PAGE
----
At first sight, it seems really easy to do that. However the distance between the camera and the plan modifies the render quality. Actually: In real 2D (only coordinates XY), gluOrtho2D automatically delimits the visible area so that we can draw our curve. In simulated 2D (with the coordinate Z = 0), this area is not specified, it is determined according to gluPerspective() and gluLookAt() configuration. So the bigger the vision angle is, the bigger the visible area is. Besides the more the camera go away from, the bigger the visible area is too.

How to know the size of the area on which we draw? We had to use the trigonometry. Actually, when the camera looks at a position, it is done with a specific angle and a specific distance from the plan. So we get a triangle like represented opposite.

Therefore, we settle the distance of the camera according to the size of the plan.

Step 4: to create a background

It is really easy to put a background in a 2D space with gluOrtho(). We have go to create a quad with it size equal to the size window and we add a texture on it. It size is the one described in gluOrtho2D(0,width,0,heigth). In a 3D space, we need:

Damien Leroux Courbes3D DeplacementPlan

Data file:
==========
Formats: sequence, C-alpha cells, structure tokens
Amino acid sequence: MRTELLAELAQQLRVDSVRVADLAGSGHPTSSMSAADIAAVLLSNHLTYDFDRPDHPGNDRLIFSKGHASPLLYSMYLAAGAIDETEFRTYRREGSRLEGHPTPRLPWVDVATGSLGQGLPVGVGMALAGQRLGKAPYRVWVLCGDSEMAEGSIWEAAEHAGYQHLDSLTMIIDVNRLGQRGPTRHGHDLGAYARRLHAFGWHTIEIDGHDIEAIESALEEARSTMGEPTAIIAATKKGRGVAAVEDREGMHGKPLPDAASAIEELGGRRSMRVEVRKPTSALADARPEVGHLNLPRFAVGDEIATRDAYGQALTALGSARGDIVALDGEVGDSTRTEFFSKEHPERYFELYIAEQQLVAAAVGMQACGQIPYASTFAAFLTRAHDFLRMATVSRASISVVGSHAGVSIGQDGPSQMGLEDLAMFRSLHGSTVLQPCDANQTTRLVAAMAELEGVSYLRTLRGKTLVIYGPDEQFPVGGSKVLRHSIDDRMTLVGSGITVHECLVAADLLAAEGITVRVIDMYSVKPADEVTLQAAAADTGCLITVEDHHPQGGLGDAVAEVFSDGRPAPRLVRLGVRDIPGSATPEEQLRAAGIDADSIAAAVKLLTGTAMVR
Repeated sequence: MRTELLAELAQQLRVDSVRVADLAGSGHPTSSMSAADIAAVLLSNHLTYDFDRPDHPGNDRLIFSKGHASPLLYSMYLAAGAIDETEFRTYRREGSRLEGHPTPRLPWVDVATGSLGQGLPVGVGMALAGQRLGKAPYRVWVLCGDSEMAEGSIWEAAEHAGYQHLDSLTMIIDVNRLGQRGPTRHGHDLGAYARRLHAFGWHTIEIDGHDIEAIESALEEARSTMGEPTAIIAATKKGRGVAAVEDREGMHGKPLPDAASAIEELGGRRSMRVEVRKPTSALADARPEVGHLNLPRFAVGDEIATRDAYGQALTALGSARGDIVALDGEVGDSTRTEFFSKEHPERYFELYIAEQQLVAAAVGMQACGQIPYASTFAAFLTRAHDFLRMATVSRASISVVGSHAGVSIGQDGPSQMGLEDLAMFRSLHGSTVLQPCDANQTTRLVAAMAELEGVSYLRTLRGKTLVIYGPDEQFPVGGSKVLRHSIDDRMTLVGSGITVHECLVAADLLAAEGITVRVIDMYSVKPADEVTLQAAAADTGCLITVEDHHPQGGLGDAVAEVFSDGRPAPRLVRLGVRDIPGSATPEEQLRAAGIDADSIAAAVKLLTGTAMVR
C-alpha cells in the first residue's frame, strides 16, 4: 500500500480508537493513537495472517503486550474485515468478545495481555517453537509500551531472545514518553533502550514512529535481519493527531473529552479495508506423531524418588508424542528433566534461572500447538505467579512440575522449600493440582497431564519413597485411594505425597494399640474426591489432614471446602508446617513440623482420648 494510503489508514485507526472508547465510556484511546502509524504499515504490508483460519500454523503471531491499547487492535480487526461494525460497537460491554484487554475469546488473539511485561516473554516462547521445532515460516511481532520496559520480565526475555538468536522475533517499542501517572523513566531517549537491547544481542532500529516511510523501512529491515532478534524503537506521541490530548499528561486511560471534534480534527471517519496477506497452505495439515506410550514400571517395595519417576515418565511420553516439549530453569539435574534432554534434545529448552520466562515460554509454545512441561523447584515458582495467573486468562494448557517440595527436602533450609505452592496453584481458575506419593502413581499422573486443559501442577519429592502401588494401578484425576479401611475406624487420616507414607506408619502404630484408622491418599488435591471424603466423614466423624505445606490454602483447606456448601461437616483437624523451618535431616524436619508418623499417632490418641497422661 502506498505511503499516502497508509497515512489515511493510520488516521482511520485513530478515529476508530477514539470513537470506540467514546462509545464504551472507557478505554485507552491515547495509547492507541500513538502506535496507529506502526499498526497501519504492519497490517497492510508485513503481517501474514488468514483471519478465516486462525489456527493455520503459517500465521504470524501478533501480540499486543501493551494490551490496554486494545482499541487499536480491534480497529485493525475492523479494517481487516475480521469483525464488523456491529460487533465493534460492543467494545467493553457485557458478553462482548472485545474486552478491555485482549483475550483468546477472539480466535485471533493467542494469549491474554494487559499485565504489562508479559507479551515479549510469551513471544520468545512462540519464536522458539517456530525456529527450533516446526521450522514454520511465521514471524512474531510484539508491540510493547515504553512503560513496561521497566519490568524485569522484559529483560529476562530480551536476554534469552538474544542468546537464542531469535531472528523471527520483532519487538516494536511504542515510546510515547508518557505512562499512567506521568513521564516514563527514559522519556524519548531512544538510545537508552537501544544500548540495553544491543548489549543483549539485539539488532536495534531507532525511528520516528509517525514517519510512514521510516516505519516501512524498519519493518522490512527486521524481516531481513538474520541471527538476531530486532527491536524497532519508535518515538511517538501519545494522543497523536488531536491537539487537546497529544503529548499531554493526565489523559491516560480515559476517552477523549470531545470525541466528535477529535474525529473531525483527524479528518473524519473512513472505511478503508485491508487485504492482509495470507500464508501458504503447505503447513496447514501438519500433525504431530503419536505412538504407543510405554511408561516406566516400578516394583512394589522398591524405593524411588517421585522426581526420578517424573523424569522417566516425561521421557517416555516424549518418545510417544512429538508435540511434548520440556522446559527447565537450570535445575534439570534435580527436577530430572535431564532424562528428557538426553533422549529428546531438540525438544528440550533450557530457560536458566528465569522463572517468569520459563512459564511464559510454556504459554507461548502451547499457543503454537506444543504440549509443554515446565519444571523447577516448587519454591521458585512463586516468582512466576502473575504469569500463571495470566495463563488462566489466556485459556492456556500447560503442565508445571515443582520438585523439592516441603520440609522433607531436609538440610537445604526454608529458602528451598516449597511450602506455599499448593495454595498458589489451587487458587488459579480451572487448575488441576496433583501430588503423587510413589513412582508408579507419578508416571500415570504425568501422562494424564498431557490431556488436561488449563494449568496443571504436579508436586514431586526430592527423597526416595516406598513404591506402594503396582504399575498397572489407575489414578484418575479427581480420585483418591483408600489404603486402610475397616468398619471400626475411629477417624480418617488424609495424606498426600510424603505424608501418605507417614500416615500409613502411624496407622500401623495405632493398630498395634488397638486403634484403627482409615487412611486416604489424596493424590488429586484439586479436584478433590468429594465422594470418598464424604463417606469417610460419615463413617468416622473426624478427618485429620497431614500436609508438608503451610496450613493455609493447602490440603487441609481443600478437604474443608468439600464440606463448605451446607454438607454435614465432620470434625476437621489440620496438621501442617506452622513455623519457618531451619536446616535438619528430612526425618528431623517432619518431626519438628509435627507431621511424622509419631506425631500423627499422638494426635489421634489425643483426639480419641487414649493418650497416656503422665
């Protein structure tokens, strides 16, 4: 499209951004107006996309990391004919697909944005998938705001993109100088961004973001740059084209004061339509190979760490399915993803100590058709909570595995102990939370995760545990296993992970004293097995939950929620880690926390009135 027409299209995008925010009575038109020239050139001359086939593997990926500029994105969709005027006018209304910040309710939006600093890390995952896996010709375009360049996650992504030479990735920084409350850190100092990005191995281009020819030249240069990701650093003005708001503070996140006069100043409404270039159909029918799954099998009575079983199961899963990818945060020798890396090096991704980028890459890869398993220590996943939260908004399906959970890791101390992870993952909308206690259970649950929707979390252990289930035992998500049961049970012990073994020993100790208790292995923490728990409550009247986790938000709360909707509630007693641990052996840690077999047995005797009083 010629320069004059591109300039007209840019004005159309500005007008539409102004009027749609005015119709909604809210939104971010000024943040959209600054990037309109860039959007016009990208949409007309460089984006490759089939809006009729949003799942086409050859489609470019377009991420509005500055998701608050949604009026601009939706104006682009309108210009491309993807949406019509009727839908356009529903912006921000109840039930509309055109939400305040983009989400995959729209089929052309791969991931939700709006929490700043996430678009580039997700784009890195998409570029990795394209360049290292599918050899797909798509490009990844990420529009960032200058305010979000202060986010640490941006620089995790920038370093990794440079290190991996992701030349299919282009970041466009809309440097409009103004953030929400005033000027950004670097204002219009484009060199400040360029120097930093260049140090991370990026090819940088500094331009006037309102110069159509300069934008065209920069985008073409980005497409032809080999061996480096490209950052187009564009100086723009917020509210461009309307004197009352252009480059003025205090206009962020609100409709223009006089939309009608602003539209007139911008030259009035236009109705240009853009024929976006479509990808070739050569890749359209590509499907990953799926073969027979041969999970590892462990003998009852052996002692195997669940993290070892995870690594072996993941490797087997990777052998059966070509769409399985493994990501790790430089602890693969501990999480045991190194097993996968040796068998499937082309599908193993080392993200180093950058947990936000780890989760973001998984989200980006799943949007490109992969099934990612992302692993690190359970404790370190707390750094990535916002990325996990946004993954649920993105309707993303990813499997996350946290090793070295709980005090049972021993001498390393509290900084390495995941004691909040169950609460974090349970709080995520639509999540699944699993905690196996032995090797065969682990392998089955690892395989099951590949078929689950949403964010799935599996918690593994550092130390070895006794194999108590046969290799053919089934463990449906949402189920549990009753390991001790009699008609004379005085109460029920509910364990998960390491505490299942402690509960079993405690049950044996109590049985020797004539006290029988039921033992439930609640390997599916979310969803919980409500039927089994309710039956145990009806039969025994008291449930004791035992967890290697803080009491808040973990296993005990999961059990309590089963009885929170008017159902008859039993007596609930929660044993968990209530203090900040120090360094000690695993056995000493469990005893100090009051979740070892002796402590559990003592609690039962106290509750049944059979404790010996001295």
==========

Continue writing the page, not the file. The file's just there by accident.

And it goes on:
• To position a quad in the space center
  • To calculate the size of the quad. This will contain a texture for the background. To calculate this size, we use the same process that the one in step 3 but we know the distance between the camera and the plan and we try to find the plan size. This distance represents the one between the camera and the space center and the one between the space center and the plan. Actually the plan is not positioned in the space center to avoid any mesh cut it.
  • To move the quad behind the space center
  • To angle the quad according to the camera position. In my program, I use the two camera rotation angles on my quad to make it in front of the camera.

In openGl, a resizing process for textures is applied on texture with a width and a height not equal that is why – for instance - the text become blurred. Besides, to avoid distance effects (blur) due to perspective and distance, I mustn’t use mipmap.